As the reading speed of the charge stored in the CCD is faster, the measurement time can be faster. However, it is limited by the monitor frame rate (30 ~ 60 fps) and the data transfer rate from the CCD to the PC.
A semiconductor laser can’t directly measure a beam profile of 1.3 μm or 1.5 μm used in optical communication because the typical CCD detects a wavelength of about 1.1 μm. For the out-of-band wavelength, an image converter for converting infrared light into visible light and a pyroelectric image sensor is used.
Figure 2 CCD camera-based beam profiler
1.4 Beam pattern measurement with a scanning-based beam profiler
The scanning-based beam profiler has the following characteristics: it measures the intensity of a beam light passing through a shield such as a pinhole or a slit in a plane orthogonal to the optical axis. Measuring the light intensity while scanning the shield along with its cross-section measures the spatial intensity distribution of the beam light. It takes more time than the camera-based one but allows a convenient measurement. In addition to that, attenuation of the laser beam is not necessarily required. With a photodetector that matches the wavelengths for measurement, any wavelength beams can be measured. We describe the details of each method below.
1.4.1 Pinhole Profiler
The pinhole profiler obtains the intensity distribution of the entire beam by two-dimensionally scanning the pinhole in a plane orthogonal to the optical axis of the laser beam (Fig 3). Reducing the pinhole diameter can easily enhance the spatial resolution. A pinhole having a size of about 1% of the beam diameter is generally used. The profiler can measure both the intensity distribution of an arbitrary beam shape and complex beam patterns, which is available for the measurement of continuous-wave lasers without time fluctuation.
Fig 4 Slit Profiler
1.4.2 Slit Profilers
Like the pinhole profiler, the slit profiler measures the spatial intensity distribution by scanning a slit with a rectangular hole in the beam profile to measure the intensity of passing light through the slit (Fig. 4). One‐dimensional intensity distribution along the scanning direction can be obtained. Scanning from multiple directions can acquire an intensity distribution of two or more dimensions. The profiler is suitable for the measurement of beams with axially symmetric intensity distribution. Narrowing the slit width can enhance the spatial resolution: 0.2μm spatial resolution can measure about 20 μm of the beam diameter.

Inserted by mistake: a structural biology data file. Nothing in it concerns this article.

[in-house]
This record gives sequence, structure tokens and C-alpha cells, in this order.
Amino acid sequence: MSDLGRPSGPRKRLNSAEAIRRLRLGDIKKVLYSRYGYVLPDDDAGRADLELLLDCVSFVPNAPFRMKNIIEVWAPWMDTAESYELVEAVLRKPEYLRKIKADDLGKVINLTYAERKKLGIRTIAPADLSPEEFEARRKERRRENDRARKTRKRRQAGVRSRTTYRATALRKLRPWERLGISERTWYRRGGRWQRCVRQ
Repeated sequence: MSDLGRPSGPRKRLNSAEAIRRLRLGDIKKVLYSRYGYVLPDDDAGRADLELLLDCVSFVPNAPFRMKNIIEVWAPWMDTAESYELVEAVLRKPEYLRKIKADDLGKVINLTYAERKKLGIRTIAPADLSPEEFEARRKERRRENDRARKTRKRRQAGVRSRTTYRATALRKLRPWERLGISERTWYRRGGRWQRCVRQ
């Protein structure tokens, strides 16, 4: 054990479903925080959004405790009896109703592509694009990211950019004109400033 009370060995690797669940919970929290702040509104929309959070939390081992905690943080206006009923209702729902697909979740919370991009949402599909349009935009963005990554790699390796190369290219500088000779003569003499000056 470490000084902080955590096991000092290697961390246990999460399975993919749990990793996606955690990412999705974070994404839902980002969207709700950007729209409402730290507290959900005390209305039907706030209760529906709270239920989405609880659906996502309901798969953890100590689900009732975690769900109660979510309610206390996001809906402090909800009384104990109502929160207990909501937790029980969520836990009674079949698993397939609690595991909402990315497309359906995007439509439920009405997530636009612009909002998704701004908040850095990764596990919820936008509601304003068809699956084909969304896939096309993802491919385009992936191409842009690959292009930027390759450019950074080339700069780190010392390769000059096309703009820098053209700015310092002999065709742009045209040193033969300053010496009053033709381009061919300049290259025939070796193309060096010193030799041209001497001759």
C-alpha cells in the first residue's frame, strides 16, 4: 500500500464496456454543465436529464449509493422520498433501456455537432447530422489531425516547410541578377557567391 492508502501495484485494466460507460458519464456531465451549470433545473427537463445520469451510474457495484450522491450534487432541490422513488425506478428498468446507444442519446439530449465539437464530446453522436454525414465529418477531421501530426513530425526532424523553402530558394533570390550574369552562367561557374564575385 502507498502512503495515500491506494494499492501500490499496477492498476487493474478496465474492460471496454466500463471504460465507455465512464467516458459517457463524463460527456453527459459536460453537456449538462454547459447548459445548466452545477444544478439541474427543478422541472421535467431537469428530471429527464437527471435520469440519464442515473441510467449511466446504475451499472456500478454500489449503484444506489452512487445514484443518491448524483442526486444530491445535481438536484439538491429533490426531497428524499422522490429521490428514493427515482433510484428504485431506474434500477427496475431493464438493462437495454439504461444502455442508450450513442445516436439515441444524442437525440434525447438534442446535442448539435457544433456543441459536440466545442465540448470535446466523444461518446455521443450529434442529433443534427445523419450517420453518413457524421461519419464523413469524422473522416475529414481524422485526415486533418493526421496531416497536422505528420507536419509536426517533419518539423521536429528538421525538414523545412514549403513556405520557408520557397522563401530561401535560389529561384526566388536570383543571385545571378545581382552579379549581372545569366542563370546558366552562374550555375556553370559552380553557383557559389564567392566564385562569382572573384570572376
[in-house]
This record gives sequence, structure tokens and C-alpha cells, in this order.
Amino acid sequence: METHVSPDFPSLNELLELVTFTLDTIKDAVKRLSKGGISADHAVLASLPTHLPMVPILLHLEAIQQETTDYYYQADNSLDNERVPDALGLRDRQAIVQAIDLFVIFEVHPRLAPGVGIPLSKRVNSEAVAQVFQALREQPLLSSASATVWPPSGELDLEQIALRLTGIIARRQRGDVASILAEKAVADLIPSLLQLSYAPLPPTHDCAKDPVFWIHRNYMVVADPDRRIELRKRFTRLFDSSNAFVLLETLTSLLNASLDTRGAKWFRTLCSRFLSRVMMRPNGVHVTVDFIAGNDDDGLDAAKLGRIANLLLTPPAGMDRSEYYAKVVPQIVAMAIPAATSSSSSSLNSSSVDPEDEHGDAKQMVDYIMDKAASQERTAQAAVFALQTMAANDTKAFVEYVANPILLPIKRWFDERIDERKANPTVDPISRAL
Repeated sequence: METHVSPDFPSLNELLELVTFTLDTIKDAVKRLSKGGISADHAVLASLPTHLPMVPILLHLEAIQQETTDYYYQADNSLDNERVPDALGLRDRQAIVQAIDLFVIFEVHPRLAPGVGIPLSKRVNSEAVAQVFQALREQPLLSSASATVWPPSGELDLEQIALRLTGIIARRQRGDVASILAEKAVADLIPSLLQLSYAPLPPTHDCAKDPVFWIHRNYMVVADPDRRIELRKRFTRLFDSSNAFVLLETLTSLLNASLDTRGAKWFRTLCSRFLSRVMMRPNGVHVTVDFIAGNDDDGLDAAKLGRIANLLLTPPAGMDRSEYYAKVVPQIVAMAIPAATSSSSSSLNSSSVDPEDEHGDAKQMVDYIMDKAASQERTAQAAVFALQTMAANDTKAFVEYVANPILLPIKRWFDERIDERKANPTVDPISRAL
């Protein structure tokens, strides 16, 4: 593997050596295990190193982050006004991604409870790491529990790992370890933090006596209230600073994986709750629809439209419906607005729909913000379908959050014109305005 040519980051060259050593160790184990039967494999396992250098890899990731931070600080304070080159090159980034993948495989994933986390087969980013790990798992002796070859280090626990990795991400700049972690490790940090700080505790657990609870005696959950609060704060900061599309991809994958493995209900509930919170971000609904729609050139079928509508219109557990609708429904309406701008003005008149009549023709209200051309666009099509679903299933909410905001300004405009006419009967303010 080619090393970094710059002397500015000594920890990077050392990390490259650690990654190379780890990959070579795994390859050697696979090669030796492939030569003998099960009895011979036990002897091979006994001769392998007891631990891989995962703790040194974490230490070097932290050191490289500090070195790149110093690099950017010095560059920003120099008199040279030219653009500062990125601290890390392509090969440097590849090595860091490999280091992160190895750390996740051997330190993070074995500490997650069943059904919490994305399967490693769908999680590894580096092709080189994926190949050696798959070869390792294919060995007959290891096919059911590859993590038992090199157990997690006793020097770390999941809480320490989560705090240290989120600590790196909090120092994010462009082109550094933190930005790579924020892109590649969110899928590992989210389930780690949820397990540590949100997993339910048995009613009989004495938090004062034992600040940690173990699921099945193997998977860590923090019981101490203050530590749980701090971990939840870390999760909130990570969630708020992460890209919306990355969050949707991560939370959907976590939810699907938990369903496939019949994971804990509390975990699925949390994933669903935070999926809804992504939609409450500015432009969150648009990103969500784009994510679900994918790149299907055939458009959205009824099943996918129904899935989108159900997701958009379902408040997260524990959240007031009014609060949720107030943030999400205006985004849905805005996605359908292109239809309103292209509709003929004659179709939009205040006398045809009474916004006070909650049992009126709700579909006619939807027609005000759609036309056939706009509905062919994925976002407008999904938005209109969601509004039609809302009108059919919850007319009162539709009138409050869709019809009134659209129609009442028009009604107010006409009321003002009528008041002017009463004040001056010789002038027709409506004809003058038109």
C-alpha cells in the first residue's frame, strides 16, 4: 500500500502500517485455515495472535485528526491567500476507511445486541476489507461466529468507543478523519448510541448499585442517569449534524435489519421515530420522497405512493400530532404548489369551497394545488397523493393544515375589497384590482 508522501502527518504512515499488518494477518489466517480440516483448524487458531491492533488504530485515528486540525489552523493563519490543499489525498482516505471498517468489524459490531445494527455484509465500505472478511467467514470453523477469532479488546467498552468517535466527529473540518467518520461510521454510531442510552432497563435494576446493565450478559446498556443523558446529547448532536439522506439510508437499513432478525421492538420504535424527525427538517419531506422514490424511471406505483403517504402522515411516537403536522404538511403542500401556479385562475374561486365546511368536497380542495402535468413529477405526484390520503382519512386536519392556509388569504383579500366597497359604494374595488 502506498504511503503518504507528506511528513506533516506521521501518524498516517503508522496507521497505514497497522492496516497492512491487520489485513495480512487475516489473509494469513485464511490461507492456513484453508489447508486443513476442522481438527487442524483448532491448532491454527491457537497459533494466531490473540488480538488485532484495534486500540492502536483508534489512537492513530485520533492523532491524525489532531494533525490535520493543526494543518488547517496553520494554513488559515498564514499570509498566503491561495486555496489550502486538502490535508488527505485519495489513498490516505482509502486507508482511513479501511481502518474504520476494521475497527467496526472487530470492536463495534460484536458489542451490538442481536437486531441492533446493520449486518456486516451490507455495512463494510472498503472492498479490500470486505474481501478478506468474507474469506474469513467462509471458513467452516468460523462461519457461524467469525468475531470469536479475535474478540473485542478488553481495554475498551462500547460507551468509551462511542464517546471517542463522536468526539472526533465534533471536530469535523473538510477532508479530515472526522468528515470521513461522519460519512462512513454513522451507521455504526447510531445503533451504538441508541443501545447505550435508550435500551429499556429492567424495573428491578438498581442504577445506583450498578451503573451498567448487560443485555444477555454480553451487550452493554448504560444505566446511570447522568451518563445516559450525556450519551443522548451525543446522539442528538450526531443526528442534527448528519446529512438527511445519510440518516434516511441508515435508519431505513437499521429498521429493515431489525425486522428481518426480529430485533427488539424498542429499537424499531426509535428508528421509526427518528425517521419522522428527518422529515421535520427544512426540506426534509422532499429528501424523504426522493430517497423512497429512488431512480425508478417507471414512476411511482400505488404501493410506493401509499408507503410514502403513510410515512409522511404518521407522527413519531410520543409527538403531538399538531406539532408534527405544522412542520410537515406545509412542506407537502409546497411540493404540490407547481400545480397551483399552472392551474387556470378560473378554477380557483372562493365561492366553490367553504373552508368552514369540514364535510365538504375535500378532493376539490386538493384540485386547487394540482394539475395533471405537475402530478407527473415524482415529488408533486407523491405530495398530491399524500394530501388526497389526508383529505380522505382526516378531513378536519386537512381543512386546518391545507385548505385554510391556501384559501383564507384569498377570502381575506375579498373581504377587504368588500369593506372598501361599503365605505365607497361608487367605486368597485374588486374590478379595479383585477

Fig 4 Slit Profiler
1.4.3 Knife-edge Profilers
Fig 5 (a) Knife-edge profiler, (b) Relationship between intensity in measurement and intensity distribution
1.5 Measurement of NFP (Near Field Pattern) and FFP (Far Field Pattern)
Measurement of a beam profile near an output end (NFP: near field pattern) and a beam profile sufficiently far from the output end (FFP: far field pattern) is necessary to understand the characteristics of beams from photoelectric devices such as semiconductor lasers and light fibers. We describe how camera-based beam profilers (CCD method) measure these beam profiles. For measuring the micron-level spatial intensity distribution (NFP: Near Field Patterns) at the output end, optical zoom systems like a microscope are available (Fig. 6). An objective lens enhances the output end, while a relay lens forms an image on a CCD. It must form an accurate image for a very small beam. That can be easily solved by a beam splitter, which divides the beam into two and introduces one beam into a CCD for monitoring, positioning it for forming images with a wider field of view.
The measurement of the diffusion angle of semiconductor lasers and the numerical aperture (NA) of light fibers is possible by the FFP measurement. For the measurement, an optical system using an f-θ lens that converts the incidence angle to the focal position is available (Fig. 7).
Fig 6 Optical system for NFP measurement
Fig. 7 F.F.P. measurement optical system
2 Measurement of Beam Quality
2.1 What is M2 Beam Quality Measurement System
The beam quality measurement system is a device for measuring laser beam quality. The condensing characteristics of laser beams change depending on the characteristics of the output beam. This is an important parameter in the laser processing field where a certain quality is required. The condensing characteristics of the beam are defined as M2, K, and BPP (beam parameter product) as indicators of the beam quality. A condensed laser beam by a lens determines its theoretical minimum spot diameter by the diffraction limit. However, the disturbing beam intensity profile limits the beam to the diffraction limit. M2 indicates how many times the condensed beam diameter becomes than that of the diffraction limit. If M2 is 1, the beam theoretically obtains the minimum condensed spot. The K is the reciprocal of M2. BPP is expressed by the product of the beam waist radius and the beam divergence angle like M2. BPP mainly indicates the beam quality of semiconductor lasers.